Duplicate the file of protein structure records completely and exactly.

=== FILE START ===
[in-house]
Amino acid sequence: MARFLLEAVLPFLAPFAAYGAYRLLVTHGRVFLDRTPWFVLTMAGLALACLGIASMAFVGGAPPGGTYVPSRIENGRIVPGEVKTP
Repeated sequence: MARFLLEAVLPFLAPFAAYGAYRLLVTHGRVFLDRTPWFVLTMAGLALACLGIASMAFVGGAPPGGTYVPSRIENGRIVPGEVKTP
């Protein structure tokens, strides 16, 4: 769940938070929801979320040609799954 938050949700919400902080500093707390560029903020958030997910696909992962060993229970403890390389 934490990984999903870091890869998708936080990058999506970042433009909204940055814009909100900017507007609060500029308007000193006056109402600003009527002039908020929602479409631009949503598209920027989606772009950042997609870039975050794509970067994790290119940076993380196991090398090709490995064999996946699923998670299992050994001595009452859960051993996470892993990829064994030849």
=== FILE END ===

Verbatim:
[in-house]
Amino acid sequence: MARFLLEAVLPFLAPFAAYGAYRLLVTHGRVFLDRTPWFVLTMAGLALACLGIASMAFVGGAPPGGTYVPSRIENGRIVPGEVKTP
Repeated sequence: MARFLLEAVLPFLAPFAAYGAYRLLVTHGRVFLDRTPWFVLTMAGLALACLGIASMAFVGGAPPGGTYVPSRIENGRIVPGEVKTP
């Protein structure tokens, strides 16, 4: 769940938070929801979320040609799954 938050949700919400902080500093707390560029903020958030997910696909992962060993229970403890390389 934490990984999903870091890869998708936080990058999506970042433009909204940055814009909100900017507007609060500029308007000193006056109402600003009527002039908020929602479409631009949503598209920027989606772009950042997609870039975050794509970067994790290119940076993380196991090398090709490995064999996946699923998670299992050994001595009452859960051993996470892993990829064994030849």